It's a fascinating idea!

  5. Kelvin: Yes, that's pretty much what I thought - you'd have to create a hugely detailed world, of the size and scope of the Forgotten Realms to the power of x. But that might be kind of fun, you know... If there's anything I like, it's planning out homebrew worlds.

  6. If I don't tell the other players (by which I mean, all humans with which I am playing, regardless of the role assigned them by the rules) about my characters/my cool plans, then they can't be entertained by them. And then they can't try to oppose, support, or otherwise contribute to them, and I will be denied the opportunity to be entertained by those ideas in turn.

    Not that there's no other alternatives; the aspect of Steal Away that you mention really caught my attention as well. Keeping secrets skews social interaction at the table towards hostility, which I've never seen be a good idea...unless everyone knew that was what was going to happen, and they were interested in how it turned out when that feeling was induced in the group.

    I've seen a lot of movies that feature rape. And I've enjoyed a lot of them. I don't think too many people would seriously think that means I condone rape. I mean, there was a bit of outrage after Grey Ranks won Indie RPG of the Year. People who claimed to like the game were accused of basically getting off on the holocaust, etc. But someone had made a movie about kids growing up quick and dying quicker during the Warsaw uprising, then no one would accuse the critics who lauded it of something so baselessly awful.

    There's more to fiction than adventure. That's true of every medium, including games. Distressing emotions are also part of the palette.

    There's this roleplaying movement in the nordic countries called "jeep" that is (as far as I've figured it) 100% about inducing unusual and extreme/nuanced emotional states in the players. They're the people who might say "Hmm, what mechanics can we use to come closer to feeling what it's like to torture and murder?" Obviously, those games, just like those movies, aren't going to be enjoyable to everyone, but that's a very far cry from saying they're valueless.

    And anyway, almost every game includes murder, and in those where it's the central action of play (D&D is the easy example), there's little consequence for it, and that certainly gives players license to "cause damage" (torture) people when they want something from them besides their lives. I am much more concerned by a game that doesn't include consequences for murder, or (less commonly) slavery or rape or prejudice or any other social ill, than a game that examines those consequences in depth. It's the same as being more bothered by violent gun-heavy action films that don't show blood than violent gun-heavy suspense films that do.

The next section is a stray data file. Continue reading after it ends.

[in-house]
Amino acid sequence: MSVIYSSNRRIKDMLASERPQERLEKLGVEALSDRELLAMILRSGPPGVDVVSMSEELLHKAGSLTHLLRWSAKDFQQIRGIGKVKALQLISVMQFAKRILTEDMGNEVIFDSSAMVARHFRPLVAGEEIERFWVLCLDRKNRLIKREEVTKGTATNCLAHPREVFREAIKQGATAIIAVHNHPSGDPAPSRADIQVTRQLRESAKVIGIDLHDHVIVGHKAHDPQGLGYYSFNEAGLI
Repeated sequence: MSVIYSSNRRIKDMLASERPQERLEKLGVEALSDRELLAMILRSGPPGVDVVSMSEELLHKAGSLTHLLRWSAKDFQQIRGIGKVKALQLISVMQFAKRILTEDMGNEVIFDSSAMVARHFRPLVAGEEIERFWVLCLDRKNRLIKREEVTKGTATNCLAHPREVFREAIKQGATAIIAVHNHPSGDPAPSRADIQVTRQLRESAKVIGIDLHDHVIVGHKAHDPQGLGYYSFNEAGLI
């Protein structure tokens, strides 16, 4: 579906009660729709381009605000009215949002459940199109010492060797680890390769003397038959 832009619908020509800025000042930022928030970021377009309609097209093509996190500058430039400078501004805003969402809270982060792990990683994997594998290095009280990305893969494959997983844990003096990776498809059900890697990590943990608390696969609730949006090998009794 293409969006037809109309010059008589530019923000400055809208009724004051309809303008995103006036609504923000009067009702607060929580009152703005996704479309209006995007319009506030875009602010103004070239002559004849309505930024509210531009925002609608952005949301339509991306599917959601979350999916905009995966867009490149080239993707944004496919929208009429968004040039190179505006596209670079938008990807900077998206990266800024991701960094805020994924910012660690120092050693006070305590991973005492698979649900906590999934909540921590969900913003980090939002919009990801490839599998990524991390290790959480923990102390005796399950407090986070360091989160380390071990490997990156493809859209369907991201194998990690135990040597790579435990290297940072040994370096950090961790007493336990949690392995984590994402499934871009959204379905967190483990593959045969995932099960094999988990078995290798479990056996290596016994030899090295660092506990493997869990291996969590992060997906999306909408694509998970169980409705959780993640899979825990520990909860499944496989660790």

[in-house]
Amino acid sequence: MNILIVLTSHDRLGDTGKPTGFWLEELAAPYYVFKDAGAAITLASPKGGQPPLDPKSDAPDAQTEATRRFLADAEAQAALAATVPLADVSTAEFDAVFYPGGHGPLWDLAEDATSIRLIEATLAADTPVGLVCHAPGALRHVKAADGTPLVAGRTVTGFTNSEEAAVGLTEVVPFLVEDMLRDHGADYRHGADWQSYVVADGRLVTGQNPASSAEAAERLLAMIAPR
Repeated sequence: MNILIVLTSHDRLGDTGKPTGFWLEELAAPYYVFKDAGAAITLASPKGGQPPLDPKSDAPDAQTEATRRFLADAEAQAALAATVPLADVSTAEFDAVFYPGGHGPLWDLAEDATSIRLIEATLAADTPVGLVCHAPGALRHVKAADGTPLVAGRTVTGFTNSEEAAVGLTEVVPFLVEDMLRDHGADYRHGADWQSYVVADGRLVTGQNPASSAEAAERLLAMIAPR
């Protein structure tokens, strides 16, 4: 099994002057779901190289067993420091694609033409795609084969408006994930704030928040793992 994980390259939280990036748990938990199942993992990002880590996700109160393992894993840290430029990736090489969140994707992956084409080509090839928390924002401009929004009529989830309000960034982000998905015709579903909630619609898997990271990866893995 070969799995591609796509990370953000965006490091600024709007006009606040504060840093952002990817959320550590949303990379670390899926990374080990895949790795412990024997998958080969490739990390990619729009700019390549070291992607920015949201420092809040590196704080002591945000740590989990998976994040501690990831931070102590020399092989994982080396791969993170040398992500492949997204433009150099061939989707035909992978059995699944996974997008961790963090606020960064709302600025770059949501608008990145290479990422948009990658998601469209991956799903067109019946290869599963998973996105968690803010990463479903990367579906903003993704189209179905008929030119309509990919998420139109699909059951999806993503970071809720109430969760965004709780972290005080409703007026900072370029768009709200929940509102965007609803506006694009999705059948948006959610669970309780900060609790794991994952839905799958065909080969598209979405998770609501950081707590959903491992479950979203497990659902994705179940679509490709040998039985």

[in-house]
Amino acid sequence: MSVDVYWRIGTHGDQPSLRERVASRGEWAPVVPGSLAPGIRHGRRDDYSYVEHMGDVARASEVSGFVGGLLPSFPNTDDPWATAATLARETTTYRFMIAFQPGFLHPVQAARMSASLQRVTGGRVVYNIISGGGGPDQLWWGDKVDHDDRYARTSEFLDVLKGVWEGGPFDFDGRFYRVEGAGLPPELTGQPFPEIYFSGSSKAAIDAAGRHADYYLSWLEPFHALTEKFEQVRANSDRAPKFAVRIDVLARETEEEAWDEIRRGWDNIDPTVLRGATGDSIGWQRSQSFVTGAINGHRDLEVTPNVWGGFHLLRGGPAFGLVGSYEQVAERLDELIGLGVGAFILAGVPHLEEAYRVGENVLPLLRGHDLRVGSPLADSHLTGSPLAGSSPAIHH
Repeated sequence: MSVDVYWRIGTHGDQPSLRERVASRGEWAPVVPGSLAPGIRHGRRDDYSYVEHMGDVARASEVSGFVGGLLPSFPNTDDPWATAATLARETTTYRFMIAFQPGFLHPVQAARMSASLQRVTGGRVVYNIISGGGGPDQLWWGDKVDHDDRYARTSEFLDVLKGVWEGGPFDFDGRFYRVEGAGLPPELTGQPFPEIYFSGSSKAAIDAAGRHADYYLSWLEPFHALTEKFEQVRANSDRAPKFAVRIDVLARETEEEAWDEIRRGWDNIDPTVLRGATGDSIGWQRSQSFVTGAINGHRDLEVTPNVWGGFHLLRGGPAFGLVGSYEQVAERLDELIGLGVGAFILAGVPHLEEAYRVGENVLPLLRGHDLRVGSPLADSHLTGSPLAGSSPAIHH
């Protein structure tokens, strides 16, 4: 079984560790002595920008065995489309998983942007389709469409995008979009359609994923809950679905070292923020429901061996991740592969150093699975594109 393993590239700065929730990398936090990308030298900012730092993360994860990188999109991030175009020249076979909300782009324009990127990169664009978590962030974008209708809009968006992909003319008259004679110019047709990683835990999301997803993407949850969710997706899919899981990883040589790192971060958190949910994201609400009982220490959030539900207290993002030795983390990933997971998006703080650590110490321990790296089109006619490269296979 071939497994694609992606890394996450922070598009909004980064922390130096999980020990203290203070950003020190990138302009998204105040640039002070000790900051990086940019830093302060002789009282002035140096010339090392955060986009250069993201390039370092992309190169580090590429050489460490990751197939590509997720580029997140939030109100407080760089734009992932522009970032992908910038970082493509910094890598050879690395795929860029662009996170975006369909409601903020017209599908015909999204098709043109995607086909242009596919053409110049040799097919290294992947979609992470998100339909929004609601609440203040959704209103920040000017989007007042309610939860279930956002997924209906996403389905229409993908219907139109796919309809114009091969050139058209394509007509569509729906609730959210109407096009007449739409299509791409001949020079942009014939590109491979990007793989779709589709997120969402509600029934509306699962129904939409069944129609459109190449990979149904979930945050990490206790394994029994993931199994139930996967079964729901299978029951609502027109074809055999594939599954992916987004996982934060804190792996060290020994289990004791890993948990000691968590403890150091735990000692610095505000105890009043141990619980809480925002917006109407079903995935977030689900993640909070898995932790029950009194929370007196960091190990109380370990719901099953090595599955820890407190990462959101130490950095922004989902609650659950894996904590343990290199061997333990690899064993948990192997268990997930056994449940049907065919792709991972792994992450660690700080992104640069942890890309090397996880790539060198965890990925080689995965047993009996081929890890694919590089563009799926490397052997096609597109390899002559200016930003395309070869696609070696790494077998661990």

7. Nick: I am much more concerned by a game that doesn't include consequences for murder, or (less commonly) slavery or rape or prejudice or any other social ill, than a game that examines those consequences in depth. It's the same as being more bothered by violent gun-heavy action films that don't show blood than violent gun-heavy suspense films that do.

    I'm not sure I agree. Or, at least, I rarely think of games such as those created by the "jeep" movement as genuine efforts to understand torture, rape, slavery etc. - in fact they often sound more like attempts to court controversy to me. I also find it slightly worrying that somebody would want to explore how it feels to torture or murder (or be tortured or murdered). I know that those things are bad. I don't need to experience them vicariously to understand that. Of course, understanding why human beings do such things is important. But I believe it's best left to geneticists, behavioural psychologists and sociologists to tell us why. Or particularly brilliant writers, maybe.

  8. Yeah, I only proposed them as semi-straw men. It seems like there are people who think that it is by definition good to by able to sympathize with other humans, period. They don't do it to understand why those people are right or wrong. I think. I mean, I don't really propose to understand, since it's not wholly within my experience.

    But, I doubt that it's necessarily voyeuristic or harmful, and I definitely think we deserve a better treatment of the bad things of the world than to say "they're bad." Slavery and racism are bad, but that doesn't mean watching Roots or Amistad or Crash is pointless. There's definitely a danger of falling in love with controversy or near-fuge-state levels of confusion between fictional and actual thoughts and feelings (there was an ad for a swedish ARG that I assumed for the longest time was a trap to pull people into a cult, that's how much it emphasized how cool it was to "live the game"), but there's also a danger in complacency or simplification, in resting assured that you already know everything there is to know about whatever terrible aspect of the human condition the movie/play/novel/game examines.